What the Heck?
COURTESY OF 2COUTURE
86-year-old fashion designer Alice Ihori struts her stuff with the other models down Nuuanu Avenue.
Age no barrier at Chinatown fashion show
If you ever wanted to see models sweat, last weekend was the time. Honolulu's Fashion Week culminated in 80 models parading along a two-block red carpet, down the middle of Nuuanu Avenue, under a blazing sun.
I sheltered myself under an awning at the corner of Hotel Street and tried to comprehend the vagaries of fashion. There were some more-or-less normal-looking clothes, but a Chinatown retail store called Bad Sushi coupled their fashions with pregnant belly dancers, Buddha heads, martial artists, Tibetan instruments, fire dancers on platforms and Free Tibet signs.
My favorite was the model wearing a baseball cap, a bikini with a faux foxtail, and body-painted skulls up and down her torso -- a look you just don't see often enough these days.
COURTESY OF 2COUTURE
A model shows off the latest in baseball caps, foxtail bikinis and body paint on Nuuanu Avenue during last weekend's culmination of Honolulu's Fashion Week.
The youngest local designer in the show was 9-year-old Tiger Tam, in a pink and blue chiffon number she designed for kung fu class. The oldest was Alice Ihori, who, the emcee announced, was 88.
"I don't care what he said, I am not 88," groused Ihori, who modeled a jacket made out of a pink blanket given to her by her hematologist and a pair of denim Bermudas she created herself. "I only like my own pants, others don't fit right through the crotch."
Ms. Ihori, for the record, is only 86, about to turn 87. How will she celebrate her birthday? "I'm going to a cocktail party," she said.
Ulupalakuu is Wine Country
Did you know that Tedeschi Vineyards on Maui is the second-most-visited winery in America, with 250,000 guests a year? I chanced upon that bit of information browsing a new photo book called "Wine Across America."
If you're thinking the most visited winery is somewhere in Napa, no. It's in Asheville, N.C. The Biltmore Winery draws 600,000 visitors a year, but, then again, it's on the grounds of the largest private residence ever built in America, the 1890s summer home of railroad baron George Vanderbilt, 250 rooms, now open to the public.
"Unveiling" the Lagoon
Got invited to the "unveiling" of the new Hilton Hawaiian Village lagoon last week. Wondered about how you "veil" a 3-acre lagoon in the first place.
Answer: You don't. After many speeches, the lagoon was opened by cutting a 6-foot maile lei draped between two brass stanchions. Despite the fuss, it's not really open after all. Give it a month or so before the new landscaping, including 60 more coconut palms, can take root.
PHOTO COURTESY OF HILTON HAWAIIAN VILLAGE
The newly renovated Hilton Hawaiian Village lagoon.
All told, the new lagoon's something of a marvel, one of the world's largest saltwater swimming pools. (The largest, however, in Chile, is six times bigger.)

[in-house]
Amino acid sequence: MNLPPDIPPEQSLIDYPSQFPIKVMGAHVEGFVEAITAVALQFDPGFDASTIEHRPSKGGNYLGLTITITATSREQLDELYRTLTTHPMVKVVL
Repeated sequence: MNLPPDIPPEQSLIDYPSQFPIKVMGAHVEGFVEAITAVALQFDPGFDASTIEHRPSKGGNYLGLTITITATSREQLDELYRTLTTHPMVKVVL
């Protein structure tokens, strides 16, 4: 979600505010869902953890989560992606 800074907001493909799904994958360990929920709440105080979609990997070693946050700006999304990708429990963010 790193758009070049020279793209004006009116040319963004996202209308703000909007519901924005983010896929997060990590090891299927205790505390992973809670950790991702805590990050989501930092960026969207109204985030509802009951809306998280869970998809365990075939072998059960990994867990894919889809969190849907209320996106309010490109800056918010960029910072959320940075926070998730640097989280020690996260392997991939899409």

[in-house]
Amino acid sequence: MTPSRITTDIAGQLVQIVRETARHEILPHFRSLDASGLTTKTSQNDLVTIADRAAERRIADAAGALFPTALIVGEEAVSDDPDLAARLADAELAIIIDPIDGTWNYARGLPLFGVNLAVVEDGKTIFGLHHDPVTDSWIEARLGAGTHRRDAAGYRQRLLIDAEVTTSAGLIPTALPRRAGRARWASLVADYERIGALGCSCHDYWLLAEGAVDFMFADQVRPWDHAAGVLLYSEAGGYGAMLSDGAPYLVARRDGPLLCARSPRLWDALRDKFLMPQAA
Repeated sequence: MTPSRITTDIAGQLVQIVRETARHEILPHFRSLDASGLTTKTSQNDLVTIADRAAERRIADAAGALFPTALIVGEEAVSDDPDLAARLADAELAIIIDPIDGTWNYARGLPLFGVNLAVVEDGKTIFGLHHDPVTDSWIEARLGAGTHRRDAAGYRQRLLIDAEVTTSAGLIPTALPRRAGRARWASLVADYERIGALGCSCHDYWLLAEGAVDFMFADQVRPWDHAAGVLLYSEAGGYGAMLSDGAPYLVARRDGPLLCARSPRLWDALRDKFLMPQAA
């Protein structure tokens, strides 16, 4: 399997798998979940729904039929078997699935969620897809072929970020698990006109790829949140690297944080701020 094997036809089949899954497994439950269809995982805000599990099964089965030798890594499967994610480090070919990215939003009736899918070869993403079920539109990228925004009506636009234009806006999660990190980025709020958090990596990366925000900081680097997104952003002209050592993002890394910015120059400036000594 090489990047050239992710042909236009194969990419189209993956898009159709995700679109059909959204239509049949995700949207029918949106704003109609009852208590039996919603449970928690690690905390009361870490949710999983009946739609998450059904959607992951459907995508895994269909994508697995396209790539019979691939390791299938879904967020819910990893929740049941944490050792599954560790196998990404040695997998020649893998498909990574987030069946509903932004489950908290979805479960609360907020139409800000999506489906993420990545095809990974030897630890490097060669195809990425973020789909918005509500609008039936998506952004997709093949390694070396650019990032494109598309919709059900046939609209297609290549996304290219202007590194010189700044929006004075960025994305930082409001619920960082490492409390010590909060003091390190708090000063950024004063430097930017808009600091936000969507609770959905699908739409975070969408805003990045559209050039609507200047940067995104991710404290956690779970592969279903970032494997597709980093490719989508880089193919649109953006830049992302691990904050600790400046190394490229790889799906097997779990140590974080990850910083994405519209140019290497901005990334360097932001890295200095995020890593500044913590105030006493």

The lagoon was built by Henry J. Kaiser in 1956, fed by water from the harbor. Whether it was swimmable or not during the past couple of decades depended on your tolerance for mucky water, jellyfish and a bottom covered with rotting sludge.
"It looked like a muddy mess when we drained it," says project manager Paul McElroy. Filled in with rocks and sand and lined with a "geotextile" bottom, the new lagoon's only 6 feet deep. It's fed by seven new saltwater wells, and the water's recycled five times a day.
Moreover, it's surrounded by 35,000 tons of sand trucked in from Waianae. The Hilton says it cost $15 million, though some insiders at the party insisted the cost was nearer $20 million -- a hefty price tag for an amenity that will bring in no revenue, and is open to the public to boot.
Actually, it's even more of a public service, since the new lagoon empties into the Ala Wai, helping flush out that particular noxious nuisance.
Last weekend's Little Kitchens food event featured compost-able and biodegradable dishes, cups and utensils. As well it should, since the sip-and-dine gala at the State Art Museum -- which featured small restaurants like Mi Casa, India Café and Olive Tree -- was a benefit for Slow Food Oahu.
Emcee Bart DaSilva of Oldies 107.9 got in the spirit of the event by telling this joke from the podium: "Why did the organic tomato stop dating the Big Mac? He was too fast for her."
"Bad jokes are me," DaSilva said happily afterward. "I have an inexhaustible -- no, wait a minute, make that, a sustainable supply."
Sorry, I've Got Choir Practice
The entertainment highlight of Little Kitchens was not DaSilva's jokes. Little Kitchens was staged by the Honolulu Weekly, and late in the evening, Weekly account executive Colleen Knudsen stepped to the mic and delivered a thoroughly professional rendition of Gershwin's "Summer Time," with NewJass Quartet.
"All my staff's musical except for me," said Weekly publisher Laurie Carlson. "One of them had to miss the event because of choir practice."
The Mayor's "Who Me?" Moment
Last Tuesday, KBFD's Jeff Chung and the Hawaii International Film Festival's Liwei Kimura were at the airport to meet Korean movie star Lee Jun-ki. With them were Lee's manager, two large local bodyguards and 100 ladies from Lee's local fan club, bearing lei, cookies and other goodies.
But who should exit the door first than Mayor Mufi Hannemann, back from a weeklong junket through China and Korea. The fan club ladies, though not there to see the mayor, were kind enough to give him a cheer. The mayor had a "For Me?" moment. "He looked deeply touched," says Kimura.
Lee Jun-ki's manager had a "Who's this tall guy?" moment. But Chung explained all to everyone. And Lee Jun-ki, on his first trip to the United States to pick up a Rising Star award from HIFF, was welcomed by enthusiastic screams.